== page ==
Online outlet Vimeo’s first commission was On My Way Home, June’s feature-length doc on Pentatonix, produced in conjunction with Sony’s RCA Records. Fans can rent the film that traces the a cappella group’s journey for $4.99 or download it for $14.99. After the minimum guarantee license payment is recouped, the act gets 90 percent of all revenue and is free to pursue other outlets once Vimeo’s exclusivity window (usually 60 to 90 days) expires. Because of the transactional model, Vimeo vp content Sam Toles says the company’s interest lies in artists who have a strong “direct-to-fan connection.”
The crucial step for any music pic remains getting the rights to the songs — otherwise it’s a fool’s errand, filmmakers contend. “That someone could think [proceeding without clearance is] the correct process to being successful is astounding to me,” says Jeff Pollack, a producer on the Sinatra and Campbell docs. Witness 2014’s Jimi: All Is by My Side, a biopic about Jimi Hendrix that did not get permission to use the artist’s music and grossed a paltry $340,911 in the United States despite a strong performance by Outkast’s Andre 3000 in the title role.
But while cooperation of the living rights holders and/or the subject’s estate is imperative, they can’t be so involved that they try to sway the story. When Brett Morgen, director of the Emmy-nominated Kurt Cobain: Montage of Heck, met Cobain’s daughter, Frances Bean, in 2012, the first thing she said to him was, ” ‘Whatever you do, this film needs to be honest. That’s the best way we can pay tribute to Kurt,’ ” he recalls. Then she was hands-off. (UMG will release Heck on home video in November.)
That wasn’t the case for Kapadia, who, after Amy’s release, found himself under fire from Winehouse’s father, Mitch. “Because you’re dealing with a real person, you feel both a responsibility to get the story right [and] you’re having to please without pandering to the subject matter,” says Love & Mercy‘s Pohlad.
Cooperation from the rights holders can pave the way to negotiating favorable rates. Neville says that late A&M Records president Gil Friesen, who produced 20 Feet From Stardom, offered invaluable advice: “He said, ‘Always take people out to lunch, because it’s really hard for them to say no to you over lunch,’ ” says Neville. “Nobody was going to make a penny off that film, nobody had a vested interest in helping us, but a lot of people did.” The movie, which has grossed $5 million theatrically stateside, has yet to recoup, but money from secondary revenue sources, including TV and home video rights, continues to roll in. Adds Neville: “These deals pay back over years, not [from a] big check up front.”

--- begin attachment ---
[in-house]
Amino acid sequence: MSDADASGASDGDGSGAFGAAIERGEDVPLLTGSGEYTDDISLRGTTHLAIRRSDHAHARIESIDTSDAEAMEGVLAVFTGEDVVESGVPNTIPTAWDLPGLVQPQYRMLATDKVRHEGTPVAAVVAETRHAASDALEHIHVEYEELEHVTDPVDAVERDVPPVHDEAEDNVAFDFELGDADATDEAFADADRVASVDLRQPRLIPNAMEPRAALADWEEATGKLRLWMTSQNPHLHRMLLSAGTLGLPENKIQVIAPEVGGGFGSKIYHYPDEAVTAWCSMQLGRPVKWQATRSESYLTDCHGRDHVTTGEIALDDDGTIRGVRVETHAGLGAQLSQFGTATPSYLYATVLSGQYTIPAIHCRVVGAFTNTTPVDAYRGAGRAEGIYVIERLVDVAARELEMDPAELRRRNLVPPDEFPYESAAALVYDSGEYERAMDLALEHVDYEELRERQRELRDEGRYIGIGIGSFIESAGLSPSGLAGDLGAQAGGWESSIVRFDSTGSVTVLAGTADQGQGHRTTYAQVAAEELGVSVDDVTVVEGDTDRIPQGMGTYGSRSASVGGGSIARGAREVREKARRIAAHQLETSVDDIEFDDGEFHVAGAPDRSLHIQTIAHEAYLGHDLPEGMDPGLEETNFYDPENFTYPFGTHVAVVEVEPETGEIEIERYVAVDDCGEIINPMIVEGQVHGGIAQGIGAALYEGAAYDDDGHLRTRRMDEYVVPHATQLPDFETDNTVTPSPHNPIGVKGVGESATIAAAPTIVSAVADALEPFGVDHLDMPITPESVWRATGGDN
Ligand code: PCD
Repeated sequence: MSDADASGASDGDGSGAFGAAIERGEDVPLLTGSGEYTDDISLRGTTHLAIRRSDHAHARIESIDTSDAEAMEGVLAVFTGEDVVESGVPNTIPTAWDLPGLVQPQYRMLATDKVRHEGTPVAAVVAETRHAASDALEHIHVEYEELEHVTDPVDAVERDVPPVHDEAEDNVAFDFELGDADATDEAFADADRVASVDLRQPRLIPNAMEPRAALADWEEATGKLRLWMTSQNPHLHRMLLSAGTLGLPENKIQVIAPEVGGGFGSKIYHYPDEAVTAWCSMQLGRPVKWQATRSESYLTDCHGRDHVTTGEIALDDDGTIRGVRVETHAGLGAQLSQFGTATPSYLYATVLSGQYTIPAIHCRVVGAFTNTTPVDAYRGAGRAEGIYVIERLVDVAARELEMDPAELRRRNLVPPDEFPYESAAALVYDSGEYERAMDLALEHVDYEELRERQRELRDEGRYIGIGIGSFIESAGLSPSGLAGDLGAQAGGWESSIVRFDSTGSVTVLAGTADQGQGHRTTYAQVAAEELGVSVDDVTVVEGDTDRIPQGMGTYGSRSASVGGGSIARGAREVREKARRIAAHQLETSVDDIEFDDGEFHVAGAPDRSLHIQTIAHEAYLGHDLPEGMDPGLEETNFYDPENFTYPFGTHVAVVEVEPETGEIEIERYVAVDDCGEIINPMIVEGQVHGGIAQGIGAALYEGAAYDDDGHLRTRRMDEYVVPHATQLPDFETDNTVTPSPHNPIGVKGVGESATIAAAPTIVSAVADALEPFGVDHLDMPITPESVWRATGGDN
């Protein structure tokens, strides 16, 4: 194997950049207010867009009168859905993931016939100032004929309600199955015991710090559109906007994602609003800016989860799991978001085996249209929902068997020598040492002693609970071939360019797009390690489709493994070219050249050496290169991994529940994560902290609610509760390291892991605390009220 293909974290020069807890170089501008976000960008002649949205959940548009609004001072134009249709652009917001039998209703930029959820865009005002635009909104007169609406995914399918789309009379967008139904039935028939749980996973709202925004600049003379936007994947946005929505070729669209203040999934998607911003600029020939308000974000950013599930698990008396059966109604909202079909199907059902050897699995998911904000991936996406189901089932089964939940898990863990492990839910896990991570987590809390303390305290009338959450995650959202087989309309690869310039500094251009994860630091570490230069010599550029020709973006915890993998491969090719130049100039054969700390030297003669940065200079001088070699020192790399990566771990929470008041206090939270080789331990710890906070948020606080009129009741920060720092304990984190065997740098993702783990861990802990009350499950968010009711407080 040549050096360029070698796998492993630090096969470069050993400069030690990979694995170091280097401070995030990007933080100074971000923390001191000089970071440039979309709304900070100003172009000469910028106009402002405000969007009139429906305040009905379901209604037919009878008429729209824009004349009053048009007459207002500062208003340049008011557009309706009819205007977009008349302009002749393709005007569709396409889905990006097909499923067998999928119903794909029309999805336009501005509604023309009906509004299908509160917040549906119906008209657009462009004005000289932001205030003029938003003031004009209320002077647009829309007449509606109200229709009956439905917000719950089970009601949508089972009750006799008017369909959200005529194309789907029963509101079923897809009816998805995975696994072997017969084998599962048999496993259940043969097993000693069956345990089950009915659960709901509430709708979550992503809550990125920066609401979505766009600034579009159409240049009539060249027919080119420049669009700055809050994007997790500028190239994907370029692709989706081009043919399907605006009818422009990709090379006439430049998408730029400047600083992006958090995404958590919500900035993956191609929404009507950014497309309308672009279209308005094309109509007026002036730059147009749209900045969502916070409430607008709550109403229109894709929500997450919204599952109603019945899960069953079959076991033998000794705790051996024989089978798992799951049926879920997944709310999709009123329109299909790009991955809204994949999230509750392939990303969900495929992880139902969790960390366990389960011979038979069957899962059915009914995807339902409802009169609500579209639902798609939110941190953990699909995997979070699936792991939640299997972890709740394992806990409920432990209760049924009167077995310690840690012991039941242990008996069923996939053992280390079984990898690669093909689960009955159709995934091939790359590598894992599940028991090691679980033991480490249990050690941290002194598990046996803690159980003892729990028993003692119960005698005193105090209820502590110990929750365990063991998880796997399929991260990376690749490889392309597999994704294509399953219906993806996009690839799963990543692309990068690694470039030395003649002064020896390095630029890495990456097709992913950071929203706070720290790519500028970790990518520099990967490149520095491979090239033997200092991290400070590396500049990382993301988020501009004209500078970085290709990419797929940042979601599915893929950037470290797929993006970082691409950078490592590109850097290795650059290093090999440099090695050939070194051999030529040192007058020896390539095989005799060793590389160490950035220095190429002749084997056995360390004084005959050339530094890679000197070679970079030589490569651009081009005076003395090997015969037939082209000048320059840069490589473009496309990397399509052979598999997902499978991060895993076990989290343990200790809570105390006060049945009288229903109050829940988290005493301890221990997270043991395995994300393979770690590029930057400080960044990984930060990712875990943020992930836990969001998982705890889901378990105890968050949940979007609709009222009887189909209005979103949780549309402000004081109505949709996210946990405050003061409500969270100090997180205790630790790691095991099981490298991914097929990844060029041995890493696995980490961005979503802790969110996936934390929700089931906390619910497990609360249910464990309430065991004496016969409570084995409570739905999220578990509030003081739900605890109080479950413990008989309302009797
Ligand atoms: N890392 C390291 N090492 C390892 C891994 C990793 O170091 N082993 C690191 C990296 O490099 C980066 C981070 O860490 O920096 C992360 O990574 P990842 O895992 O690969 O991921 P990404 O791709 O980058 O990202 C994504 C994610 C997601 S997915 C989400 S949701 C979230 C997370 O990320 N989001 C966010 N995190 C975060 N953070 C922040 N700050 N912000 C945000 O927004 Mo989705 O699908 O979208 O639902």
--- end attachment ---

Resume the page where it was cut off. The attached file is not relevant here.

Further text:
As UMG and WMG are proving, taking a greater role than providing music rights is changing the dynamics of how these films will be financed. In a first for all three record companies, UMG, Concord and WMG (in a non-Catalyst deal) united to fund a 2016 documentary on saxophonist John Coltrane directed by John Scheinfeld (The U.S. vs. John Lennon) and produced by Spencer Proffer.
That cooperation allows the energy to go toward moviemaking as opposed to dealmaking for music rights. Other upcoming movies include the Hank Williams biopic I Saw the Light; Celia, Telemundo’s scripted drama on salsa queen Celia Cruz; and Miles Ahead, with Don Cheadle as trumpeter Miles Davis. WMG’s Robinson succinctly sums up the climate: “Engaging stories, amazing music and well-put-together narratives will result in success,” he says. “Simply: Get it right and the sky is the limit.”